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June 01, 2006

hemingway: a short conversation


I did not want to believe it. I could not believe it. Hemingway in drag - impossible. But it was true.

My son Steven, a journalist and music critic for a newspaper in a city not far from Milwaukee, and I were having a nice discussion about two weeks ago when the subject of favorite writers came up.

"You know dad, I read that Hemingway's mother dressed him in girls clothes when he was young and that is why many people believe he was so adamant about being perceived as a man's man."

"No, it is not true. I never heard of such a thing", I protested.

Steven is not one to give up a debate easily especially with his old man, but it was my birthday and he felt charitable. He let me have the last word and I felt uneasy. Steven was too sure of himself. The conversation haunted me until I could stand it no longer.

I found evidence that Hemingway's mother dressed him in girls clothes like his twin sister but this seemed to have stopped by the time he was three. He was such a complex individual; it is difficult to say that this alone shaped his character. When he was once asked what he felt was essential to a writer’s career, he replied, "a rotten childhood".


When his mother died, he refused to go to her funeral and, many times, he stated that he hated his mother's guts. Did this cause the depression he suffered late in his life?

Why did he decide to blow his brains out with a shotgun in 1961? Did his father's suicide have a fatal attraction to him? Hemingway asked his brother to send him the pistol that his father used to kill himself. Many of his short stories has a morbid tone where the main or one of the main characters dies a violent death.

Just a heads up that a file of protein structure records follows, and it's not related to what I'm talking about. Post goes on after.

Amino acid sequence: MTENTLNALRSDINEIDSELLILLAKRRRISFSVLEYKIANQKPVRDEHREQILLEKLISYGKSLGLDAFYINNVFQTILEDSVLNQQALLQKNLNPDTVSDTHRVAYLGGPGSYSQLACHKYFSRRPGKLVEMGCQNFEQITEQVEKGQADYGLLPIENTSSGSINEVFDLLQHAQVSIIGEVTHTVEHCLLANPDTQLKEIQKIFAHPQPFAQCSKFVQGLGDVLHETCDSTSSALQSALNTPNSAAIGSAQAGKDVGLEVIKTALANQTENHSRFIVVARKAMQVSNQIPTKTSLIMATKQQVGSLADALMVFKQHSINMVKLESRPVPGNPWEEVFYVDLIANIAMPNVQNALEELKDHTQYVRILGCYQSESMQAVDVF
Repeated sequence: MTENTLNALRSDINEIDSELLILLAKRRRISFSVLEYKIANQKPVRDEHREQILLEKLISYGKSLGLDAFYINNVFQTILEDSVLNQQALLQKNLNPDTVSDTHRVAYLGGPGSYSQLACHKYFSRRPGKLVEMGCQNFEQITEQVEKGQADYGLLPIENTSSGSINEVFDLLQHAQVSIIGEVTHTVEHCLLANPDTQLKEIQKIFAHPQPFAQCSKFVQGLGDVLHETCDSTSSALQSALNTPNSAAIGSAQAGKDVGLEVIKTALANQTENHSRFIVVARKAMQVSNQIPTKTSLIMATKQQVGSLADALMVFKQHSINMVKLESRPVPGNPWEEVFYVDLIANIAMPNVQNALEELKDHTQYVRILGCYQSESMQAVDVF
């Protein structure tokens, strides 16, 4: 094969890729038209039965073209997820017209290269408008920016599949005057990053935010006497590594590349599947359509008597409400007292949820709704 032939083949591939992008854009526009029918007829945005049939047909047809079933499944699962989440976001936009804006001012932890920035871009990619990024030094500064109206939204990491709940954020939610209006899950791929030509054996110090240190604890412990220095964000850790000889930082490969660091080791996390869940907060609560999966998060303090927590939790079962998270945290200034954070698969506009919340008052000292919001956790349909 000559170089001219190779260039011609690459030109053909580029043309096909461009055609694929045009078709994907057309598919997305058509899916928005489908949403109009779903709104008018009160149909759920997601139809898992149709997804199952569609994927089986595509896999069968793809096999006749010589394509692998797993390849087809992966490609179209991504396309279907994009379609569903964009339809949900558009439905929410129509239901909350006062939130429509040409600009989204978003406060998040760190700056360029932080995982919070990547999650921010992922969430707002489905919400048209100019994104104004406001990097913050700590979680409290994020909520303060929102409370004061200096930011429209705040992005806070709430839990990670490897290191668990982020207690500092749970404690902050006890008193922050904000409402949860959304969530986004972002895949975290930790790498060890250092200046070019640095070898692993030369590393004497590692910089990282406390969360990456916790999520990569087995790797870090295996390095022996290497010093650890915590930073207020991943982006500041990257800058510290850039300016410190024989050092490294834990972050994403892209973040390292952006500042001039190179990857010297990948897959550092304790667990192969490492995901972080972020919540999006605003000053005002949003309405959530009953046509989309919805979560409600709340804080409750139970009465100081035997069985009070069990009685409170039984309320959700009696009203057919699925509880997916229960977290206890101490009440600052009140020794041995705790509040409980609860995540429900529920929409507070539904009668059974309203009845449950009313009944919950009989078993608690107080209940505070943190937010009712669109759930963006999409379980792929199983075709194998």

Hemingway's unrully schock of black hair and confident swagger in the graduation photo from 1917 is gone by the time he writes The Old and the Sea in 1951. Instead we see the brooding cynical face of a man who looks much older than his years. The beginings of his long alcholic aided slide into deep depression is very evident in the cover photo from 1952.

No one will really know the cause for his madness but one fact remains. He was one of the greatest writers of the twentieth century. I read his short stories over and over again. My favorite is "My Old Man".

Posted by roadapples at June 1, 2006 01:27 PM

Good to see you back on air...Haven't had a chance to read ur posts but will when time allows..Tj

Posted by: Tjilpi [TypeKey Profile Page] at June 7, 2006 04:40 AM

When did this get posted?

Anyway, your blog picture reminded me of this picture of Hemingway, even before I read this post.

Posted by: Paul at June 8, 2006 10:13 AM

I agree with you about Hemingway. Who can't like For Whom The Bell Tolls?

Posted by: Euclid [TypeKey Profile Page] at June 12, 2006 03:05 AM